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How does a vaporizer actually work?

em175

Mar 30, 2014
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I've been trying to build a homemade version of a vaporizer and I'm stuck on how the components work. I'm not even sure if I have a clear grasp on what components make up a vaporizer. I know the basics: typically a 3.7V battery, a circuit board/micro-controller, and a heating element. I would appreciate if anyone helped me understand how the heating element is controlled, how it works, or how temperature sensors fit into the picture. Does the microcontroller activate the heating element?
 

Arouse1973

Adam
Dec 18, 2013
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Do you mean from star trek or blakes seven or red dwarf. There is a difference. Kris might know if doctor who has one also. What do you mean?
Adam
 

jpanhalt

Nov 12, 2013
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Please tell us what you are trying to do with it. For example, do you want to humidify an entire room or vaporize some medication for inhalation with a face mask or anything in between.

If it is a medicine delivery device, I would suggest buying one, instead of trying to build one as a novice.

John
 

em175

Mar 30, 2014
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It's for dry herbs, similar to the Pax Ploom vaporizer. I already own one, and I opened it up to see what's inside. I'm more curious as to find out how it works because I'm interested in building one as a project. I'm a novice tinkerer, but I need help understanding the electronics behind this device. I figured I would start with how the heating element is controlled.
 

jpanhalt

Nov 12, 2013
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Do you want to use heat or ultrasonic (http://en.wikipedia.org/wiki/Humidifier)?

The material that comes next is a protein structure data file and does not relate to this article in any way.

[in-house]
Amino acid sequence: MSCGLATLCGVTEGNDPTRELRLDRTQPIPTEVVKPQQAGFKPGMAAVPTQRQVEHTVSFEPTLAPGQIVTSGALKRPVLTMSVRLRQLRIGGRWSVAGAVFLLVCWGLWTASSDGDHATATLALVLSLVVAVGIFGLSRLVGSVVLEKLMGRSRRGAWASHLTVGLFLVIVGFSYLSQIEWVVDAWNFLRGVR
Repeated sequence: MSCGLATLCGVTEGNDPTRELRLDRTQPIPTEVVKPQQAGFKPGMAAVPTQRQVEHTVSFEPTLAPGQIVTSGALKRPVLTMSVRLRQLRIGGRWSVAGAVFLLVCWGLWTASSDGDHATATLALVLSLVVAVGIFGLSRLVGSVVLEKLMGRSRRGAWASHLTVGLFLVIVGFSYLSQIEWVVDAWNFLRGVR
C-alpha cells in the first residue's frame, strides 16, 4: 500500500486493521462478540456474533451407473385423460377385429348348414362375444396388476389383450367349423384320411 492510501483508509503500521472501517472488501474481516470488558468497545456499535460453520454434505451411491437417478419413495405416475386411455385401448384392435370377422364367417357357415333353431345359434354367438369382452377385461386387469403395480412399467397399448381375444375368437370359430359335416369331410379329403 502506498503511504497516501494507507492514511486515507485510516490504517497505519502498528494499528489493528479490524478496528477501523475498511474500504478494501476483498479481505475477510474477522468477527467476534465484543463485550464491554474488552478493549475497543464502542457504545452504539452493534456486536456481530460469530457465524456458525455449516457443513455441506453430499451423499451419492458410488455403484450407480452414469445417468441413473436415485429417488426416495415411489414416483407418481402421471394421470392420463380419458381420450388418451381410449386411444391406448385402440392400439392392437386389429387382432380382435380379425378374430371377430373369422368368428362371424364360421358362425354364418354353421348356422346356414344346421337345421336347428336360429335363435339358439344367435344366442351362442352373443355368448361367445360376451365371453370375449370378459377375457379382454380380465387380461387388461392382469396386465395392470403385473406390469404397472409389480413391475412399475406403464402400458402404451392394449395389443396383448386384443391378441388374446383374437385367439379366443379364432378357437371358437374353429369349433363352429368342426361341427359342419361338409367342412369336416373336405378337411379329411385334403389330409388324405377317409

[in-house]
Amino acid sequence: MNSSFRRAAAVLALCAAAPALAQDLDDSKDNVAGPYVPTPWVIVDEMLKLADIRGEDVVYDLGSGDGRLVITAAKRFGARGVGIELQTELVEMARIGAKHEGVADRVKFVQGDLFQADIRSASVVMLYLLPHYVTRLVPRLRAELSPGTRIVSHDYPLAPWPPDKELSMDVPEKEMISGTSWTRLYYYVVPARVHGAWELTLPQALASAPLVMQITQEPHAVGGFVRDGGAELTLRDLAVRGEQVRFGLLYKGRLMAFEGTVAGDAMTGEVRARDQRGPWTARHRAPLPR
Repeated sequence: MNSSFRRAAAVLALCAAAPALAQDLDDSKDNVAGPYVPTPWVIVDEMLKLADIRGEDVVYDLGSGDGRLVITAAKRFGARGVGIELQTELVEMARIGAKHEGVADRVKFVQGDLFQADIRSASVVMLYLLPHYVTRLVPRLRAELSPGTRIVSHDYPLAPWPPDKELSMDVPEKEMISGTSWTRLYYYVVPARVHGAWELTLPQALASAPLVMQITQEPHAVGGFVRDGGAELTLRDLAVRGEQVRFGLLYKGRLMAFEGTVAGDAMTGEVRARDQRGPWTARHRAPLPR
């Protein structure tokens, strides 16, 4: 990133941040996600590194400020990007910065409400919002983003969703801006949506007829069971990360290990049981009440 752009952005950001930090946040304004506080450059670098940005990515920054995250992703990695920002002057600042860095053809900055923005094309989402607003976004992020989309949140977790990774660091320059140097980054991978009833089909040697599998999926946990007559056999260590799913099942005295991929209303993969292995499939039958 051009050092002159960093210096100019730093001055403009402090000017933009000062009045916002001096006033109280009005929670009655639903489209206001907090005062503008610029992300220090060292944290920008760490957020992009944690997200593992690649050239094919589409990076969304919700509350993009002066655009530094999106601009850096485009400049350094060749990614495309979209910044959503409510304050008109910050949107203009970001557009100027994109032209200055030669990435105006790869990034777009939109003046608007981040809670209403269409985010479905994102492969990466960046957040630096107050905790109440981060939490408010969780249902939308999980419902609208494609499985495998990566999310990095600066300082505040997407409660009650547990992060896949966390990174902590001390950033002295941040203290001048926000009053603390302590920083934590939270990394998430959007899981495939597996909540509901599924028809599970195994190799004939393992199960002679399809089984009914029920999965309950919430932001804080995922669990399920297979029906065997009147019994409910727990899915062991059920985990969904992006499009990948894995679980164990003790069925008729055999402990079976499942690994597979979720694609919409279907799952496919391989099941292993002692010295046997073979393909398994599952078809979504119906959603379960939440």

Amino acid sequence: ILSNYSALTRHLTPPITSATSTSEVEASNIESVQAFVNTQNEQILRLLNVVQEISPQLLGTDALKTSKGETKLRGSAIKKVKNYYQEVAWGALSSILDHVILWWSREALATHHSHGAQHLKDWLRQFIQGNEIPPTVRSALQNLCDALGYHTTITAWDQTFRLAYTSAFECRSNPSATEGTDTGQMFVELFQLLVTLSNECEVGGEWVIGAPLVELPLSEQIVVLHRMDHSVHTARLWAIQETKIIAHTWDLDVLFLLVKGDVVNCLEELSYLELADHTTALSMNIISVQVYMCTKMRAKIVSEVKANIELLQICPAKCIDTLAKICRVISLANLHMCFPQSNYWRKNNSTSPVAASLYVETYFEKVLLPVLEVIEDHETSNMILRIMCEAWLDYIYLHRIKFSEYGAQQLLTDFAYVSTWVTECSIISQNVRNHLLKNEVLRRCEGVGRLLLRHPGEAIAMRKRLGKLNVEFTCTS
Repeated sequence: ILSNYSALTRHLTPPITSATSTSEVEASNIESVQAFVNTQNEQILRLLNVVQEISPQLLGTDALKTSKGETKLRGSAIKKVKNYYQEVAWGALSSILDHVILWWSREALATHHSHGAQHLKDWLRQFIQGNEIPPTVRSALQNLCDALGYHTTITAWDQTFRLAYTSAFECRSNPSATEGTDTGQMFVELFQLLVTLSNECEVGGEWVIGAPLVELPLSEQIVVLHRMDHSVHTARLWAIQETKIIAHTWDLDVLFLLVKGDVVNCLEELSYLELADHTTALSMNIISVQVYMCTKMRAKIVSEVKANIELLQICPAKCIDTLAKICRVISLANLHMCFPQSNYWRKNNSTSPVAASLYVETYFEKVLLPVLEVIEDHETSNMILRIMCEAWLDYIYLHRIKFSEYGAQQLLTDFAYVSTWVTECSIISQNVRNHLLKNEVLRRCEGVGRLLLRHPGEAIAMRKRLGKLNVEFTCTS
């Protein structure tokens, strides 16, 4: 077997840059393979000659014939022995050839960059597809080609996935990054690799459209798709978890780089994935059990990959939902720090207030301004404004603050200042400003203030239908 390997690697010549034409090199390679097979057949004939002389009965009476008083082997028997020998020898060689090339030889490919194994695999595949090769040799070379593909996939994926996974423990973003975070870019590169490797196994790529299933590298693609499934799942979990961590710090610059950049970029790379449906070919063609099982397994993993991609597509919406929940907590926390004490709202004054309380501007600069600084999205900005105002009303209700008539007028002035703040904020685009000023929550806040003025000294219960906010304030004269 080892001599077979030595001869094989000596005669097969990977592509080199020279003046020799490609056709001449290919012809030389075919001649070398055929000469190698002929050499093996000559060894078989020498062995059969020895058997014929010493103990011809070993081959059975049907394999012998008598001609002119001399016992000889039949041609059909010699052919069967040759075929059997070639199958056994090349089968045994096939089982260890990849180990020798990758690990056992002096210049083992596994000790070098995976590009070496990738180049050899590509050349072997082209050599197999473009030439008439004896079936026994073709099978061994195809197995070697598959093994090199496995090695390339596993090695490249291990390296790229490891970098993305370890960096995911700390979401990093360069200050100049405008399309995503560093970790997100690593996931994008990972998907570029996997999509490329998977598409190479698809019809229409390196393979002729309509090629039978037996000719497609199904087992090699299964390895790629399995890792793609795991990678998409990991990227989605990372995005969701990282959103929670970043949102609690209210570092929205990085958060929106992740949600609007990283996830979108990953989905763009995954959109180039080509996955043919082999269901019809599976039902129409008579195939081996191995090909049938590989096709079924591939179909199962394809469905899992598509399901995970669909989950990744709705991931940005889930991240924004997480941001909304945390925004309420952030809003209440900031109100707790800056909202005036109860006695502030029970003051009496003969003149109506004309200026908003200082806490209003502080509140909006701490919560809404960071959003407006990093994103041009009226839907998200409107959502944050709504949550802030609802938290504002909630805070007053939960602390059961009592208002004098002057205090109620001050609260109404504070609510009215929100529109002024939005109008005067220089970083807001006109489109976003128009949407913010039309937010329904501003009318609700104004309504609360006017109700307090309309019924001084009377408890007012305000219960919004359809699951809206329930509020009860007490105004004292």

My first choice would be ultrasonic. However, the odoriferous components in many (maybe all) herbs can be steam distilled. Thus, any simple heat-based humidifier would fill a room with the smell.

John
 

em175

Mar 30, 2014
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I'm trying to build it to function as a portable unit though, not have the vapor resonate throughout the room. I'm basically trying to figure out a way to minituarize the conduction process.
 

KrisBlueNZ

Sadly passed away in 2015
Nov 28, 2011
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"Dried herbs" eh... LOL :)

It's just a heater with temperature regulation. There will be one, or possibly two, temperature sensors, and the microcontroller will monitor the temperature and control the current to the heating element to keep the temperature constant at the ideal temperature for releasing the scents from the dried herbs without burning them.

Most likely the micro will be doing PWM (pulse width modulation), controlling a small high-current MOSFET in series with the heating element. When the temperature drops, it increases the duty cycle of the PWM, and vice versa.
 

jpanhalt

Nov 12, 2013
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Aren't e-cigarettes relatively simple and miniaturized versions? That would give you a more personal delivery device. Working out temperature control as Kris suggests shouldn't be that hard.

John
 

CDRIVE

Hauling 10' pipe on a Trek Shift3
May 8, 2012
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. However, the odoriferous components in many (maybe all) herbs can be steam distilled.

John

" Odoriferous" - variant - "Odiferous". I think I like this word so much that I'm going to spend the rest of this day fitting it into sentences. In fact it's a good word for the "Impractical Jokers" TV series. They could use it in the episodes that challenge each other to induce strangers to repeat a word.

Chris
 
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shrtrnd

Jan 15, 2010
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I think Kris and I are assuming the dried herbs referred to are of an even more popular variety than jpanhalt's e-cigarettes.
 

jpanhalt

Nov 12, 2013
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I am aware of the term "herbed-up."

This YouTube from Letterman may bring a smile.


John
 
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